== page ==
Friday, October 31, 2008

Income Gap

There was a story in this morning's paper about Obama's and McCain's plans to reduce the income gap in this country. In particular, it referred to the income gap as a "problem." That word choice struck me as the problem.

In particular: is the income gap a "problem?" And if so, is it something that is a proper goal of government to fix?

I would assert that the income gap is decidedly not a problem per se. After all, if it is a problem, then eliminating it would be a good thing. But if we think about a world where there is no income gap, it is a world where everyone - by definition - earns the same amount; anything else means that there is some sort of gap. Even ignoring the socialist/communist overtones of that "utopia," it clearly flies in the face of the obvious fact that different people with different skills bring different values to the table. There is a reason that some people are paid more in some jobs than others are paid, and that's simply not a problem. And there is certainly something very disturbing about the notion that upside for innovation, entrepreneurship, or investment should be capped.

No, I think the right way to look at the income gap is that it is a symptom, an indicator of something else, which may or may not itself be a problem.

For example, I'd argue that the greater concentration of wealth in society over the past 10 years or so is indicative of a failure to invest in opportunities for broad-based wealth generation at the lower levels. When the wealthiest Americans are seeing 10% growth in earnings while the average earnings for the rest are small or stagnant, the problem is not that the wealthy are making money; it's that the rest aren't.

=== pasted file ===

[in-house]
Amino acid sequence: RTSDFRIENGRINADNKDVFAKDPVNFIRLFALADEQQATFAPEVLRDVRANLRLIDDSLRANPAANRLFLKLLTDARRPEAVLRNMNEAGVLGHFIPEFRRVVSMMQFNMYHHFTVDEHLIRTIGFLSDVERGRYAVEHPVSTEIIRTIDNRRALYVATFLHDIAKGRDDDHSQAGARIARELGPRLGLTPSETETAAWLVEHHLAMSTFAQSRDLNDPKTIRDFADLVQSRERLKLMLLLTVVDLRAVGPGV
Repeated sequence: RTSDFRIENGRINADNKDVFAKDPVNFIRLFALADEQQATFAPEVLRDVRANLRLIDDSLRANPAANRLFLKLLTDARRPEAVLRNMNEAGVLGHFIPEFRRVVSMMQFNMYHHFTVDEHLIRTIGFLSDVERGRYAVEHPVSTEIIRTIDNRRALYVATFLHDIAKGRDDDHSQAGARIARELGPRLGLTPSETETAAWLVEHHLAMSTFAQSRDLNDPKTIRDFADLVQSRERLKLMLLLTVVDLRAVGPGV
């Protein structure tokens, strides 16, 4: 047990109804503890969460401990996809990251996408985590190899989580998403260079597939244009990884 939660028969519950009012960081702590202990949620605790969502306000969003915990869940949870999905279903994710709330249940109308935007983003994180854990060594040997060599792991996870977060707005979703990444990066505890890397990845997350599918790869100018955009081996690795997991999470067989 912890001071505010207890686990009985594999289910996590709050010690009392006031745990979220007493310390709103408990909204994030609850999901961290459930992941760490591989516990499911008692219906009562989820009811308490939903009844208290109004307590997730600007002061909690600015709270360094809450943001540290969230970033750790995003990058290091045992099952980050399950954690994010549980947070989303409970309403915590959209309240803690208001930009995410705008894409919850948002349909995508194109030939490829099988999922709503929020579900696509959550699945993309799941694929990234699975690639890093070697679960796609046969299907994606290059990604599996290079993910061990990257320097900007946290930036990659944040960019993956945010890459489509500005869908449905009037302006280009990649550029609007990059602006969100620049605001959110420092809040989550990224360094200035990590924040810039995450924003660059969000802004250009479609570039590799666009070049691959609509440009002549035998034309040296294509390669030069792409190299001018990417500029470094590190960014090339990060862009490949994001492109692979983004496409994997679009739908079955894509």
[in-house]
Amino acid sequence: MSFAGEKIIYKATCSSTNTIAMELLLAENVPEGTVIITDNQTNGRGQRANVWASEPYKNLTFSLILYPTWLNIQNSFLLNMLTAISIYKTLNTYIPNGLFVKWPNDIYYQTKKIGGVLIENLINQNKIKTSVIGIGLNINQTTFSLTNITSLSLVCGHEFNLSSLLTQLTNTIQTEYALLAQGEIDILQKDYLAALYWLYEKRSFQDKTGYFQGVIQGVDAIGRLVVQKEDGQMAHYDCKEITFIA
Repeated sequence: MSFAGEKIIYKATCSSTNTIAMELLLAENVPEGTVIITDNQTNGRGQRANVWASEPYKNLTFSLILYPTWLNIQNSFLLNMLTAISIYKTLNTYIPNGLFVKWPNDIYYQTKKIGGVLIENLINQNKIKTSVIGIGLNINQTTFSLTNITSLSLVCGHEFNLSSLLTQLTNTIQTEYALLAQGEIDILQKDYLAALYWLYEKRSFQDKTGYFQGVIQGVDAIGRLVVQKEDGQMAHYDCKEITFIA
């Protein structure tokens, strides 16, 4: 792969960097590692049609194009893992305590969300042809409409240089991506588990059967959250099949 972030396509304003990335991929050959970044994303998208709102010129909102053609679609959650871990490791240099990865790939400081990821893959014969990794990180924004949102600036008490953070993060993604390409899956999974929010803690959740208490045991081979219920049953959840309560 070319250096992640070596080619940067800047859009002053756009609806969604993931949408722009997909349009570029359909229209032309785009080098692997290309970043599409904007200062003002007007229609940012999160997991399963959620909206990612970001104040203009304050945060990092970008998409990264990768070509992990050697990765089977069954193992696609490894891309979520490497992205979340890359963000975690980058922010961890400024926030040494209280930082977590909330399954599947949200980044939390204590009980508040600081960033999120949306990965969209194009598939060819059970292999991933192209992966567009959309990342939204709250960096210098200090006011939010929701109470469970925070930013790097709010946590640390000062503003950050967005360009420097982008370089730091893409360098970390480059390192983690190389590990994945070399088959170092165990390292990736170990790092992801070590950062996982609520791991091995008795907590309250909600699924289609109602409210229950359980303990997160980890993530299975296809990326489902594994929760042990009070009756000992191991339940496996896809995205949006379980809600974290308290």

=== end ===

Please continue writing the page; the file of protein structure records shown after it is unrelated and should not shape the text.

Is this something for government to fix? To some degree, yes: government is responsible for education, for ensuring a proper regulatory environment for jobs and growth, etc. If this leads to increased economic growth and opportunities, that's terrific. But here's the thing: that may or may not narrow the income gap, and that's OK. The most important things are total growth and that the opportunities for growth are fairly distributed; it is NOT a goal that the growth itself be evenly distributed. If the richest Americans are grow (say) 10% over some period of time while the rest of America is grows 8%, then we should be thrilled at the overall growth rather than worrying about the fact that the rich outperformed the poor.

I should also note that the financial crisis is undoubtedly affecting the richest Americans more than average Americans if only because the richest Americans have the highest percentage of their wealth in stocks and real-estate. So I predict that in the current 1-3 year period, the income gap will actually decrease. Nobody is feeling sorry for the rich because of this (nor should they), but if one is going to complain about the rich getting ahead of the rest during good times, one should in fairness acknowledge the hit when bad times arrive.

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